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Conquering Fear in Trading

In this exclusive to Traders Magazine, therapist Storm Copestand examines how traders can manage expectations and conquer their fear during the entire execution process.

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August 1, 2010

So Not Fast!

By By John D'antona Jr. and Peter Chapman

However, others contend there is no data to support the thesis that faster trading speeds or markets push volatility higher. While the VIX has shown that volatility has risen from a low of 10 in mid-April to 26 in mid-July, peaking at 47 in May, sources say the increase in volatility was in fact due to macroeconomic factors-such as the European debt crisis, the BP oil spill and the nascent U.S. economic recovery-rather than speed.

"Where's the beef?" asked Angel. The finance professor said he hasn't seen any data proving that speed breeds volatility. "I would love to see the data on that, because it would make a really cool paper."

Quote Flickering

In fact, Angel did a study comparing short-term volatility for all U.S. exchange-listed stocks measured at one-minute, five-minute and 15-minute intervals relative to volatility at the one-hour interval. He concluded that there has been no discernible increase in these volatility ratios over the past several years, indicating to him that high-frequency trading has not been a short-term disruptive influence.

Even if exchange computers operated more slowly-at one-second speed intervals, rather than one millisecond-the market would still be subject to extreme volatility if spooked by macroeconomic conditions, Angel added.

If today's high-speed trading does not contribute to extreme price moves, so-called "quote flickering" has become a problem for many. Quote flickering occurs when quotes are posted and then quickly disappear. The phenomenon is not new. It emerged when the industry moved to trading in 1-cent increments in 2001. But high-frequency trading stratgeies. which often involve a tremendous amount of cancellations, has brought the problem to the forefront.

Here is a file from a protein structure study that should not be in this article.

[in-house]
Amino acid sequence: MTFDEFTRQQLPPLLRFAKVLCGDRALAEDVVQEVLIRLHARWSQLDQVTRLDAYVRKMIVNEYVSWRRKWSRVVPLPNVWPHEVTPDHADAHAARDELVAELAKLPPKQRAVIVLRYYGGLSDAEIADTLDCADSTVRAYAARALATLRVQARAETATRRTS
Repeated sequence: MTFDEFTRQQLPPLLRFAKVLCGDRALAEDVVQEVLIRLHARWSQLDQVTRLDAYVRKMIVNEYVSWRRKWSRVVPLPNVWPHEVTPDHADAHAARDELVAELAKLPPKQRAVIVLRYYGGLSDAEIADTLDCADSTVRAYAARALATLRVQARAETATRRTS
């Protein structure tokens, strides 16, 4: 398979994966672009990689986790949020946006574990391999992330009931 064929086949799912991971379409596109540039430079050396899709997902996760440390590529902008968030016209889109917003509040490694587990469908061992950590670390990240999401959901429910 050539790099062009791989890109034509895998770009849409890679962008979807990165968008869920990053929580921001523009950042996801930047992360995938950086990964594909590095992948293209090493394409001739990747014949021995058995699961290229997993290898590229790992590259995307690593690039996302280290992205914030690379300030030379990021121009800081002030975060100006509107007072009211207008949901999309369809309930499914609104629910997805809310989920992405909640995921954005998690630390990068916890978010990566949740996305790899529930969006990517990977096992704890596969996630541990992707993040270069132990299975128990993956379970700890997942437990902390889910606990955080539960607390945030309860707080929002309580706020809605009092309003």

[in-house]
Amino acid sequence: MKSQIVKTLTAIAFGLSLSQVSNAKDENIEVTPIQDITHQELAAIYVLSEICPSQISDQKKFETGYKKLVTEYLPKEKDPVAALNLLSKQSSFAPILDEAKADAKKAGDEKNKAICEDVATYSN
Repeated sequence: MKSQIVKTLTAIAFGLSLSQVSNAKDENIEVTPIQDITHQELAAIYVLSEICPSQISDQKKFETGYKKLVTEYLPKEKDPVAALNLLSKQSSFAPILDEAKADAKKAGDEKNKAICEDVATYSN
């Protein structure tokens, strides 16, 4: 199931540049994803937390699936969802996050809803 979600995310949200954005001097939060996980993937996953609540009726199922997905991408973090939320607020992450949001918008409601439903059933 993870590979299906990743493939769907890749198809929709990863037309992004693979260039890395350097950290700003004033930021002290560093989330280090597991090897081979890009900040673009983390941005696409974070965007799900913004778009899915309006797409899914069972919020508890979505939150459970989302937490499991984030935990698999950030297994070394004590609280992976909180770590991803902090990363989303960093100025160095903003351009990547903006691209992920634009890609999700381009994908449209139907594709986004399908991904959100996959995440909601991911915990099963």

Nagy told the SEC that retail investors expect to be able to trade at the prices they see on their computers and "do not accept the excuse that the quote they saw is not attainable." The exec petitioned the SEC to make quotes effective for a minimum amount of time. The SEC is taking the request seriously. SEC commissioner Elisse Walter broached the topic at the June market structure roundtable.

Sal Arnuk, a partner at Themis Trading who participated in the roundtable, told Walter that vanishing quotes were a routine affair that bedeviled him almost daily. There may be liquidity in the market as he begins to trade, say, a 50,000-share order, but it disappears in the middle of his trade. Buyers or sellers fade when they get wind of a buyer or seller, he explained.

"Speed is tied to the quality of the quotes," Arnuk said. "Speed is good when it is good for everybody and everybody is playing on the same field. But when certain participants use a co-located advantage to make markets, they will pull their quotes."

Market makers counter that they have the right to cancel their quotes when they want, to protect themselves.

Liam Connell, chief executive at Chicago-based high-frequency trading firm Allston Trading, told Traders Magazine his quotes and orders are akin to probes into the market. They provide him feedback on the state of the market. The thinking goes: The more quotes and orders placed, the more information he gets-and that makes for more efficient markets and better pricing for all the market, including retail investors.